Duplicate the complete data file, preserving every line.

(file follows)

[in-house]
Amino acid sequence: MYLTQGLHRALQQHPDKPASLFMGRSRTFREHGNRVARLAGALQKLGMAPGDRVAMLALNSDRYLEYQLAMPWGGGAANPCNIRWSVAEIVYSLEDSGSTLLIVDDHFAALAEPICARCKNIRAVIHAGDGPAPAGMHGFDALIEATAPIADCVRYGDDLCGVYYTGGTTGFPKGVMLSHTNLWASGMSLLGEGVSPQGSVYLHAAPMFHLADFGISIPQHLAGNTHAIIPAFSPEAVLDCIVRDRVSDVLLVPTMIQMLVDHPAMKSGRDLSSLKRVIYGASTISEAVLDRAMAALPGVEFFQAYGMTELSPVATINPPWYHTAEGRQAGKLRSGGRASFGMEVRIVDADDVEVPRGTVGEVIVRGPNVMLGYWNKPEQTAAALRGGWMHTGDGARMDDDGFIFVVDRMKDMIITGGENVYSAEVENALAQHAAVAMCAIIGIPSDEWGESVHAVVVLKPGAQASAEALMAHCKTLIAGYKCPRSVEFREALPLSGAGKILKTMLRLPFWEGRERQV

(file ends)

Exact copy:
[in-house]
Amino acid sequence: MYLTQGLHRALQQHPDKPASLFMGRSRTFREHGNRVARLAGALQKLGMAPGDRVAMLALNSDRYLEYQLAMPWGGGAANPCNIRWSVAEIVYSLEDSGSTLLIVDDHFAALAEPICARCKNIRAVIHAGDGPAPAGMHGFDALIEATAPIADCVRYGDDLCGVYYTGGTTGFPKGVMLSHTNLWASGMSLLGEGVSPQGSVYLHAAPMFHLADFGISIPQHLAGNTHAIIPAFSPEAVLDCIVRDRVSDVLLVPTMIQMLVDHPAMKSGRDLSSLKRVIYGASTISEAVLDRAMAALPGVEFFQAYGMTELSPVATINPPWYHTAEGRQAGKLRSGGRASFGMEVRIVDADDVEVPRGTVGEVIVRGPNVMLGYWNKPEQTAAALRGGWMHTGDGARMDDDGFIFVVDRMKDMIITGGENVYSAEVENALAQHAAVAMCAIIGIPSDEWGESVHAVVVLKPGAQASAEALMAHCKTLIAGYKCPRSVEFREALPLSGAGKILKTMLRLPFWEGRERQV